Everything Is An Integer

Today I found myself plumbing the murky depths of C++. My latest task: file IO.

C++ provides a type fstream. Being a proper object-oriented system, the class hierarchy is completely indecipherable. However, the actual use of this type is fairly simple. An instance of fstream has a “get pointer” and a “put pointer”. To write to the file, you must seek the put pointer to a location, then write. To read, you must seek the get pointer, then read. Fairly simple, right?

The seek methods: seekp and seekg are overloaded:

ostream& seek[pg] (streampos pos); ostream& seek[pg] (streamoff off, ios_base::seekdir way);

Should be no problem, right? Let’s de-typedef-ify that:

ostream& seek[pg] (int pos); ostream& seek[pg] (int off, int way);

Ok, still no big deal. This is C++ after all, enums are integers. So, I carry on my merry way. I implemented the following functions:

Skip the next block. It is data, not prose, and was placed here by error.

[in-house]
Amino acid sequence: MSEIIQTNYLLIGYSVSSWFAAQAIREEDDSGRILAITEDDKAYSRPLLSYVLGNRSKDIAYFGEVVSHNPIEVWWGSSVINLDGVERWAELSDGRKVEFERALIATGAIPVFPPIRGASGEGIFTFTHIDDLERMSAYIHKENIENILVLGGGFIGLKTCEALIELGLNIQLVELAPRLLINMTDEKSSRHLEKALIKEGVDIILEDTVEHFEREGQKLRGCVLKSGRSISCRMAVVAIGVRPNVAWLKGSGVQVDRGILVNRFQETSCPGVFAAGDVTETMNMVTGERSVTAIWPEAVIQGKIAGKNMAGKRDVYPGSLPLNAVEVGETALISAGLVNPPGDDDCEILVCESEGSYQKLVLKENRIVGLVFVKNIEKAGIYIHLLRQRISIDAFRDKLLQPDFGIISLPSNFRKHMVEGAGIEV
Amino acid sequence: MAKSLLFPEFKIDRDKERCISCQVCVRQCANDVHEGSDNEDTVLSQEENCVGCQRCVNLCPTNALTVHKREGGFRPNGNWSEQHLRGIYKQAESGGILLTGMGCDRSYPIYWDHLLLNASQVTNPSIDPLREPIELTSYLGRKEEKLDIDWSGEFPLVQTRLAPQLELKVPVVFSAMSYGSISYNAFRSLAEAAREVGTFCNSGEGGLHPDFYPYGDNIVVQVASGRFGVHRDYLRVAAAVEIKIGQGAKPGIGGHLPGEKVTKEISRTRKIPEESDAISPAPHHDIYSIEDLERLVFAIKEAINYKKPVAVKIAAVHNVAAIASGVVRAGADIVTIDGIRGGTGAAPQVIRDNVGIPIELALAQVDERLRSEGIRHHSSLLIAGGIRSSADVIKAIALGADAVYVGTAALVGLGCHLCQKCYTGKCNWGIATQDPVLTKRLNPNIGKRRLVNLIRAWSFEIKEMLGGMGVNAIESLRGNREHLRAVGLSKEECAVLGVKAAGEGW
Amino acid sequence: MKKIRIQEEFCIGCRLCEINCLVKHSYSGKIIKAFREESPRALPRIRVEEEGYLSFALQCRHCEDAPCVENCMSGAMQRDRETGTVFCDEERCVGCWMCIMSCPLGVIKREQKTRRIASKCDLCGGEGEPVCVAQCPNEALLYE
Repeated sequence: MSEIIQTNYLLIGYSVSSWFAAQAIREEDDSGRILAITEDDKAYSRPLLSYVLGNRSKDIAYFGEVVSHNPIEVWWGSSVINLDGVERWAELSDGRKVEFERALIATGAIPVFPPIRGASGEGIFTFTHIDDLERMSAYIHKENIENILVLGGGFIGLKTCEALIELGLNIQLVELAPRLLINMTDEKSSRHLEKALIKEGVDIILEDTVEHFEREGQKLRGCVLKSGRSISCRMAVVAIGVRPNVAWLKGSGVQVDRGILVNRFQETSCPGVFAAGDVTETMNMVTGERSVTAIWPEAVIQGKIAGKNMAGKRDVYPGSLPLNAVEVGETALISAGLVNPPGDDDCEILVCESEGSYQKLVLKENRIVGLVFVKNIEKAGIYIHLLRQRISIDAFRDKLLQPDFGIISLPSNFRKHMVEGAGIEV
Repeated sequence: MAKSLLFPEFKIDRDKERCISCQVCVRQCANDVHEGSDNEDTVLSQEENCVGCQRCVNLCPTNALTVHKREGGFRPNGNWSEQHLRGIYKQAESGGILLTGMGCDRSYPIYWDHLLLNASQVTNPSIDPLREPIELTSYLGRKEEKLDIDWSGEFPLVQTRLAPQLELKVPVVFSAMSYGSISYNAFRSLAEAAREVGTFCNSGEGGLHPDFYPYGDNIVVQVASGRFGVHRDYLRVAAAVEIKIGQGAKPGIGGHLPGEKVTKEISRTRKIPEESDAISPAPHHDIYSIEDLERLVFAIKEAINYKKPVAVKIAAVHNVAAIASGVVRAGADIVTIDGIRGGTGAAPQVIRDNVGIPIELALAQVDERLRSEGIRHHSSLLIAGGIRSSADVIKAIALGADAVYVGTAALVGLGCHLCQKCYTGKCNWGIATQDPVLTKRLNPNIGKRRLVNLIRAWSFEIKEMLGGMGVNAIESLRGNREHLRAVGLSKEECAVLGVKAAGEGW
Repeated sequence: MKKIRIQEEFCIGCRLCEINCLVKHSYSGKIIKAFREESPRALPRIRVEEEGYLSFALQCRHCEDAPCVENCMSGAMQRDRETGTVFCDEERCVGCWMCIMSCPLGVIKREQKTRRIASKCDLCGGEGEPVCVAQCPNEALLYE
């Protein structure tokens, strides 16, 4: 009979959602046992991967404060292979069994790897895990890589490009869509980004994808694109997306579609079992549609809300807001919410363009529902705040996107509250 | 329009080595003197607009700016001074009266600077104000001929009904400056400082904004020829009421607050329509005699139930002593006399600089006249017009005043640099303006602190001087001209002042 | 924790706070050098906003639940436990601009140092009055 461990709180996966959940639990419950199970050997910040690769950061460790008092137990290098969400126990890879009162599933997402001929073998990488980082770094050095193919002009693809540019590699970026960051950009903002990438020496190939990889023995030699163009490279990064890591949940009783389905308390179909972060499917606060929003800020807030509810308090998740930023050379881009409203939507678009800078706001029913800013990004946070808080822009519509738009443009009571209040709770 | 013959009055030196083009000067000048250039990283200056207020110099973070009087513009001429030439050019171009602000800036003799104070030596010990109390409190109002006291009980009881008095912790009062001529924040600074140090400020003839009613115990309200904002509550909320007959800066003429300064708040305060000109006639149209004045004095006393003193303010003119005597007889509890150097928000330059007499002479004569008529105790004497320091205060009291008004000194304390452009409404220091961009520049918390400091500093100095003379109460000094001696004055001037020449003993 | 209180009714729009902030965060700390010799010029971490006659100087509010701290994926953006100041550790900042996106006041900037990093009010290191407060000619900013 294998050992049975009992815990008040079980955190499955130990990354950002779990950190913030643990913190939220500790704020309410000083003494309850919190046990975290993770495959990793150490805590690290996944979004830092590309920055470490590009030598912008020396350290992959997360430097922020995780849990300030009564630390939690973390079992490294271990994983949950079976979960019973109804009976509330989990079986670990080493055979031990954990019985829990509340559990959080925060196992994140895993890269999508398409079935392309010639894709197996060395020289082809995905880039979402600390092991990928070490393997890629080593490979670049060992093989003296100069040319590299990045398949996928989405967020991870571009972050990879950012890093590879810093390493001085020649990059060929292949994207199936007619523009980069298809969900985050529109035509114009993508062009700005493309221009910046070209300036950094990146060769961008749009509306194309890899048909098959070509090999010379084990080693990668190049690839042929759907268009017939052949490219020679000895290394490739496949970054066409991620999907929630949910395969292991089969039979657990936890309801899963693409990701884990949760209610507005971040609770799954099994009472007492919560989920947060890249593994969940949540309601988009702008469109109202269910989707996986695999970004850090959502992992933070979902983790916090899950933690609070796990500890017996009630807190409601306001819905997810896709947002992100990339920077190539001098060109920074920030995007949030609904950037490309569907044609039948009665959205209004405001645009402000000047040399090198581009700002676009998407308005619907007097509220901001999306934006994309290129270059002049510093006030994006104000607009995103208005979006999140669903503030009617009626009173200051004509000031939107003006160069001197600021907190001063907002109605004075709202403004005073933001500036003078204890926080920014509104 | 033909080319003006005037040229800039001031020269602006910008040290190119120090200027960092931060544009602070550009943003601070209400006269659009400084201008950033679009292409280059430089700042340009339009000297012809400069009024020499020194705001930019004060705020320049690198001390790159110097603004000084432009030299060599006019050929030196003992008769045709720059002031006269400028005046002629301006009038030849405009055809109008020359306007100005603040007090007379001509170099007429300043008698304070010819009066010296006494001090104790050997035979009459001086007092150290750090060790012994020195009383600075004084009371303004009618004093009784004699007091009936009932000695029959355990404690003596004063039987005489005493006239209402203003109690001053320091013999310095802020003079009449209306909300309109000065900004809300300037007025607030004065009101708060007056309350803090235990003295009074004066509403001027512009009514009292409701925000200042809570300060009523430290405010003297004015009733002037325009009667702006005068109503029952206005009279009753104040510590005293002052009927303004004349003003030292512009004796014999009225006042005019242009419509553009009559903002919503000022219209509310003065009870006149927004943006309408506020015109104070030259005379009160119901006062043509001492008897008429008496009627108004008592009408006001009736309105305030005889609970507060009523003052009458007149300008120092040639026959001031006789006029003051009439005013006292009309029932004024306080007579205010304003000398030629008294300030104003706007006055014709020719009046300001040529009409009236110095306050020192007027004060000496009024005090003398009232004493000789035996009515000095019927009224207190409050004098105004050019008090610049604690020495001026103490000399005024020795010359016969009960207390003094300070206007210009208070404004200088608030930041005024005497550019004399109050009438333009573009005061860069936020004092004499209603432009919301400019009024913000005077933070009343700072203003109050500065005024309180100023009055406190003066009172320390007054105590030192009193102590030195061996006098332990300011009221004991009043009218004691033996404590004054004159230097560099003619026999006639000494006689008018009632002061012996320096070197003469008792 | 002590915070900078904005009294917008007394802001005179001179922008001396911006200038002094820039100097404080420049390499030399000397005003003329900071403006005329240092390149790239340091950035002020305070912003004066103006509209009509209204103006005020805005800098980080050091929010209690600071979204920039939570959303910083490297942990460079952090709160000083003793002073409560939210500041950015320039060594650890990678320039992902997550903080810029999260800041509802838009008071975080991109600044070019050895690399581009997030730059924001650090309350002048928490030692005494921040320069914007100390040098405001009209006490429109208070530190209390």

template <class to_write> static void write_out(fstream * fio, offset location, const to_write & value) { fio->seekp(location, ios_base::end); write_out<to_write>(fio, value); } template <class to_write> static void write_out(fstream * fio, const to_write & value, streampos position) { fio->seekp(position); write_out<to_write>(fio, value); } template <class to_read> static void read_in(fstream * fio, to_read & into_location) { ...stuff... }

The idea: wrap the seeking and writing into one operation, so my high level code need not concern itself with it. The behavior:

write_out<long>(foo, 8, ios_base::beg);

…and…

offset bar = 0; write_out<long>(foo, bar, 0);

…both result in the first function being called! Were this a language with a proper type system, all those types would be distinct and the function overloading would work as advertised. Unfortunately, this is C++, where there is only 1 type: byte.

Let this serve as a warning, so you don’t spend half your day troubleshooting such a stupid problem.

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